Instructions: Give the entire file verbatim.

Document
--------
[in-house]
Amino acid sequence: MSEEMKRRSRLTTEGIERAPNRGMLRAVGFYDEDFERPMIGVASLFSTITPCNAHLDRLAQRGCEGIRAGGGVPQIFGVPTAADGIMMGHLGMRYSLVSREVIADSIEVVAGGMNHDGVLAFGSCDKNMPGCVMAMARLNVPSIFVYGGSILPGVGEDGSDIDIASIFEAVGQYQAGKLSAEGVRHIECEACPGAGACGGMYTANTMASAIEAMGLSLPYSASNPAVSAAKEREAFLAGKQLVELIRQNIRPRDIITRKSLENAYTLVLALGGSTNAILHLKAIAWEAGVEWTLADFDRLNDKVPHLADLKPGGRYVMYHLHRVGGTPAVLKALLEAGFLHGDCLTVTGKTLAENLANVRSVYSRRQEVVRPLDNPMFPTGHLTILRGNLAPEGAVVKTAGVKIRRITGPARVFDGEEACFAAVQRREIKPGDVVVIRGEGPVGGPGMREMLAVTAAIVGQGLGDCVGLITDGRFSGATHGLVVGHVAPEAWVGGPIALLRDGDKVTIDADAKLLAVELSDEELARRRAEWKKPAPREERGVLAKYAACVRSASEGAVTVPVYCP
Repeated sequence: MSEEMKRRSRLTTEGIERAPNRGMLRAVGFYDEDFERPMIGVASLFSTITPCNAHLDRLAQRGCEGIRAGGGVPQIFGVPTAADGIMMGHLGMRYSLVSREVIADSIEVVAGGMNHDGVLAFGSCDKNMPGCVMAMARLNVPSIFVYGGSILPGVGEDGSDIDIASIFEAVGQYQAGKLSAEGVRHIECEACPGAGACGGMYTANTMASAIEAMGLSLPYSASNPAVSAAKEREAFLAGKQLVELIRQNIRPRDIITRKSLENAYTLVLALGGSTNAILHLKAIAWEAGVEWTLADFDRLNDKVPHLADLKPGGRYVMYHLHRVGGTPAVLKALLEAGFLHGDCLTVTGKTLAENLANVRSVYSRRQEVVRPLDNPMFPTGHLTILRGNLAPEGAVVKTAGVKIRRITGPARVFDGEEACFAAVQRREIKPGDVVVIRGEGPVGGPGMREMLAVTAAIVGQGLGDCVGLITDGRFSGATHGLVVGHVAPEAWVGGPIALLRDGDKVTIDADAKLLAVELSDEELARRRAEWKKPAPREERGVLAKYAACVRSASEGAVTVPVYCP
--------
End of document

[in-house]
Amino acid sequence: MSEEMKRRSRLTTEGIERAPNRGMLRAVGFYDEDFERPMIGVASLFSTITPCNAHLDRLAQRGCEGIRAGGGVPQIFGVPTAADGIMMGHLGMRYSLVSREVIADSIEVVAGGMNHDGVLAFGSCDKNMPGCVMAMARLNVPSIFVYGGSILPGVGEDGSDIDIASIFEAVGQYQAGKLSAEGVRHIECEACPGAGACGGMYTANTMASAIEAMGLSLPYSASNPAVSAAKEREAFLAGKQLVELIRQNIRPRDIITRKSLENAYTLVLALGGSTNAILHLKAIAWEAGVEWTLADFDRLNDKVPHLADLKPGGRYVMYHLHRVGGTPAVLKALLEAGFLHGDCLTVTGKTLAENLANVRSVYSRRQEVVRPLDNPMFPTGHLTILRGNLAPEGAVVKTAGVKIRRITGPARVFDGEEACFAAVQRREIKPGDVVVIRGEGPVGGPGMREMLAVTAAIVGQGLGDCVGLITDGRFSGATHGLVVGHVAPEAWVGGPIALLRDGDKVTIDADAKLLAVELSDEELARRRAEWKKPAPREERGVLAKYAACVRSASEGAVTVPVYCP
Repeated sequence: MSEEMKRRSRLTTEGIERAPNRGMLRAVGFYDEDFERPMIGVASLFSTITPCNAHLDRLAQRGCEGIRAGGGVPQIFGVPTAADGIMMGHLGMRYSLVSREVIADSIEVVAGGMNHDGVLAFGSCDKNMPGCVMAMARLNVPSIFVYGGSILPGVGEDGSDIDIASIFEAVGQYQAGKLSAEGVRHIECEACPGAGACGGMYTANTMASAIEAMGLSLPYSASNPAVSAAKEREAFLAGKQLVELIRQNIRPRDIITRKSLENAYTLVLALGGSTNAILHLKAIAWEAGVEWTLADFDRLNDKVPHLADLKPGGRYVMYHLHRVGGTPAVLKALLEAGFLHGDCLTVTGKTLAENLANVRSVYSRRQEVVRPLDNPMFPTGHLTILRGNLAPEGAVVKTAGVKIRRITGPARVFDGEEACFAAVQRREIKPGDVVVIRGEGPVGGPGMREMLAVTAAIVGQGLGDCVGLITDGRFSGATHGLVVGHVAPEAWVGGPIALLRDGDKVTIDADAKLLAVELSDEELARRRAEWKKPAPREERGVLAKYAACVRSASEGAVTVPVYCP